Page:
You talk a lot about legal and illegal without mentioning jurisdiction which is rather important since the US got jurisdiction over MS US, Ireland over MS Ireland. The US can legally put the thumbscrews on MS US to produce the documents, Ireland can legally put the thumbscrews on MS Ireland to not produce the documents. Which puts Microsoft in a "damned if you do and damned if you don't" position, but there's no "world court" they can appeal to. The US can say we're right, appeal denied and Ireland can say the same. It still won't be possible for Microsoft to comply with both.
It's clear to see why the US - or indeed any country - don't like the idea that you can "jurisdiction shopping", like oh all our company data is outsourced to our wholly owned subsidiary in the Cayman Islands and we wouldn't want to break any local laws, you'll have to go through the courts there. But if that's a problem you should restrict the export of information, like if you're a US company the data on US citizens must be accessible to US courts. Trying to demand that all data held by foreign subsidiaries, even on foreign citizens be available to US courts is begging for trouble.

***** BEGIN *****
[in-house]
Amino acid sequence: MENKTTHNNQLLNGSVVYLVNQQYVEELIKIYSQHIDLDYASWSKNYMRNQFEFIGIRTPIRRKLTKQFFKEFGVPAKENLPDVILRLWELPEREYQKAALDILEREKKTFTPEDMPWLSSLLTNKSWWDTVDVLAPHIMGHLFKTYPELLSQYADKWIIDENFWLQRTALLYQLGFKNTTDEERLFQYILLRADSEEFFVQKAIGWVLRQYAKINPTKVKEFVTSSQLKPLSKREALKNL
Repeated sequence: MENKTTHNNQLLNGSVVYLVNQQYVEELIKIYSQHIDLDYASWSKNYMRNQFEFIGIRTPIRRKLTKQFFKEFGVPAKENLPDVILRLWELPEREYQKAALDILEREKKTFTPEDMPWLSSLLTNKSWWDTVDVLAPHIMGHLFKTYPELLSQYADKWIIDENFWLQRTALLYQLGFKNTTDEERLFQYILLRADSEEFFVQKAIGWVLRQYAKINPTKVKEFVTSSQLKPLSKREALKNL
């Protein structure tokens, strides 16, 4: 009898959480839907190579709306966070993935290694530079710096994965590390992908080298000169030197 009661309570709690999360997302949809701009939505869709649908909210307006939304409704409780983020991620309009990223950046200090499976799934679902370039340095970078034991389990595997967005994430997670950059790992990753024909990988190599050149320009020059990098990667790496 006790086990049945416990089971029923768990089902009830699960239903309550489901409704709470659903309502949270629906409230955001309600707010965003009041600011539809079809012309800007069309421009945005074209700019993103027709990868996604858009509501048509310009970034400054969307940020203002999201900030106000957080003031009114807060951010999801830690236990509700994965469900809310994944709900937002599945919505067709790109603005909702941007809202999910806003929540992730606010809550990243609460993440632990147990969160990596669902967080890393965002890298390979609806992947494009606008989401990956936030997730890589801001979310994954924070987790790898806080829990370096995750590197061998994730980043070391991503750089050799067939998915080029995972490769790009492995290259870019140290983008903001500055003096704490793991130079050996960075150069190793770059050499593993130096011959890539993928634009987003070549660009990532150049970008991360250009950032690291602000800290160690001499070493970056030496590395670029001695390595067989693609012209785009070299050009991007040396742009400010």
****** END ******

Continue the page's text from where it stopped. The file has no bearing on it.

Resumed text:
The reciprocity here is that a Chinese court can demand data on US citizens stored on US servers by a US subsidiary because it's owned by a Chinese company. The US would never grant the permissions it's trying to create for itself, it's one rule for us and one rule for everybody else. Hopefully the supreme court is smart enough to see that, otherwise there is only one choice: Stop making any product made by a US company in any privacy-sensitive context.